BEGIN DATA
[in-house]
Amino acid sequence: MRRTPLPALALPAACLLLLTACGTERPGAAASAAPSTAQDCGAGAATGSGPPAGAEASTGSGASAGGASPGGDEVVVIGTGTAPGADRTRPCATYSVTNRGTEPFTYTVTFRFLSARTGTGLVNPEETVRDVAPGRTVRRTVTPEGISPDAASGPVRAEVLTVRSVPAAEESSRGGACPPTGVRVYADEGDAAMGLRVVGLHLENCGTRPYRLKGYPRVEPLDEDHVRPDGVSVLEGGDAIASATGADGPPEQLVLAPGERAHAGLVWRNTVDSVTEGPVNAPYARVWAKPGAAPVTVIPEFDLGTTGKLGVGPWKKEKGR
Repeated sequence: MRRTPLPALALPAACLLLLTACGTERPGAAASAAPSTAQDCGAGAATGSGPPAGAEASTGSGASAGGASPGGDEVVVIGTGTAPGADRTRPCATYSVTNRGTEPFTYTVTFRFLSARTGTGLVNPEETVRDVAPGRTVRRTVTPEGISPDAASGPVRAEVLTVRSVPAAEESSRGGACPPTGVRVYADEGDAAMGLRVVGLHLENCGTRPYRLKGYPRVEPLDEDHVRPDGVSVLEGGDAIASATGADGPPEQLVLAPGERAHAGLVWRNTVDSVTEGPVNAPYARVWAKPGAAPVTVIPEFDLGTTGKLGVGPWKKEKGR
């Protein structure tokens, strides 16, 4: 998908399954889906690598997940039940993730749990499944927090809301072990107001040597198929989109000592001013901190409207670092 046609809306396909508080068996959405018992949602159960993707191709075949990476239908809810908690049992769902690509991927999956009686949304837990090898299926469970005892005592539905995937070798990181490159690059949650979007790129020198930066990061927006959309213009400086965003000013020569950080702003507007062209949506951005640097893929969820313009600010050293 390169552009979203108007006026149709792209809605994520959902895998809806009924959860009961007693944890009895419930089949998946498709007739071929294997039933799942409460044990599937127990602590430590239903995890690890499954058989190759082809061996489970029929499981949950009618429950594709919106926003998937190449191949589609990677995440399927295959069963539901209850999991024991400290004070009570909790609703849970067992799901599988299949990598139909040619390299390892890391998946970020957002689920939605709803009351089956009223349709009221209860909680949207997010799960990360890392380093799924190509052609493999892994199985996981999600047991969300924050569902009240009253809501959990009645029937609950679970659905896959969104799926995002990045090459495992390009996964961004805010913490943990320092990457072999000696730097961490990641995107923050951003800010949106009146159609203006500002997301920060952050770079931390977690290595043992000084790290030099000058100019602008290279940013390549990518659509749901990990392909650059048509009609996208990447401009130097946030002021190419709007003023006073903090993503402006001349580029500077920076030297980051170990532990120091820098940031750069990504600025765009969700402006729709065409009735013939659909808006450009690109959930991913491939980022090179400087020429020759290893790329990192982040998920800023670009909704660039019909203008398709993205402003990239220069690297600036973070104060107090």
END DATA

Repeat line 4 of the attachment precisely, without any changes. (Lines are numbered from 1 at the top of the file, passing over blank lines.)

């Protein structure tokens, strides 16, 4: 998908399954889906690598997940039940993730749990499944927090809301072990107001040597198929989109000592001013901190409207670092 046609809306396909508080068996959405018992949602159960993707191709075949990476239908809810908690049992769902690509991927999956009686949304837990090898299926469970005892005592539905995937070798990181490159690059949650979007790129020198930066990061927006959309213009400086965003000013020569950080702003507007062209949506951005640097893929969820313009600010050293 390169552009979203108007006026149709792209809605994520959902895998809806009924959860009961007693944890009895419930089949998946498709007739071929294997039933799942409460044990599937127990602590430590239903995890690890499954058989190759082809061996489970029929499981949950009618429950594709919106926003998937190449191949589609990677995440399927295959069963539901209850999991024991400290004070009570909790609703849970067992799901599988299949990598139909040619390299390892890391998946970020957002689920939605709803009351089956009223349709009221209860909680949207997010799960990360890392380093799924190509052609493999892994199985996981999600047991969300924050569902009240009253809501959990009645029937609950679970659905896959969104799926995002990045090459495992390009996964961004805010913490943990320092990457072999000696730097961490990641995107923050951003800010949106009146159609203006500002997301920060952050770079931390977690290595043992000084790290030099000058100019602008290279940013390549990518659509749901990990392909650059048509009609996208990447401009130097946030002021190419709007003023006073903090993503402006001349580029500077920076030297980051170990532990120091820098940031750069990504600025765009969700402006729709065409009735013939659909808006450009690109959930991913491939980022090179400087020429020759290893790329990192982040998920800023670009909704660039019909203008398709993205402003990239220069690297600036973070104060107090």